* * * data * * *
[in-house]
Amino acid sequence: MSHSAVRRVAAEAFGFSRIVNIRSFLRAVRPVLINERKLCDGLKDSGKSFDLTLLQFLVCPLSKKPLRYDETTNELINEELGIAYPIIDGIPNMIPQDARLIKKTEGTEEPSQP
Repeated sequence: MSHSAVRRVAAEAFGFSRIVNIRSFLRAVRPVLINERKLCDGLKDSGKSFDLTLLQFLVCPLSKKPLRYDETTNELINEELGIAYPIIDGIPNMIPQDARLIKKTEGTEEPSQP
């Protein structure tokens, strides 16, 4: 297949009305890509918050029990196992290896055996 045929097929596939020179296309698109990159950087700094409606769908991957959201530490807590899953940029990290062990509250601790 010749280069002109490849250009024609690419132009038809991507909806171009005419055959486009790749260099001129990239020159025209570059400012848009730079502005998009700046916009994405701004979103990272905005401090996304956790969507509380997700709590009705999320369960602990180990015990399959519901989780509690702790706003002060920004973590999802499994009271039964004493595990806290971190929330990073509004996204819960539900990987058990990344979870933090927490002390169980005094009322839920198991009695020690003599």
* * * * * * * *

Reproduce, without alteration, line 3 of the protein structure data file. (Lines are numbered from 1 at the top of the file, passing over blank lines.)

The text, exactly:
Repeated sequence: MSHSAVRRVAAEAFGFSRIVNIRSFLRAVRPVLINERKLCDGLKDSGKSFDLTLLQFLVCPLSKKPLRYDETTNELINEELGIAYPIIDGIPNMIPQDARLIKKTEGTEEPSQP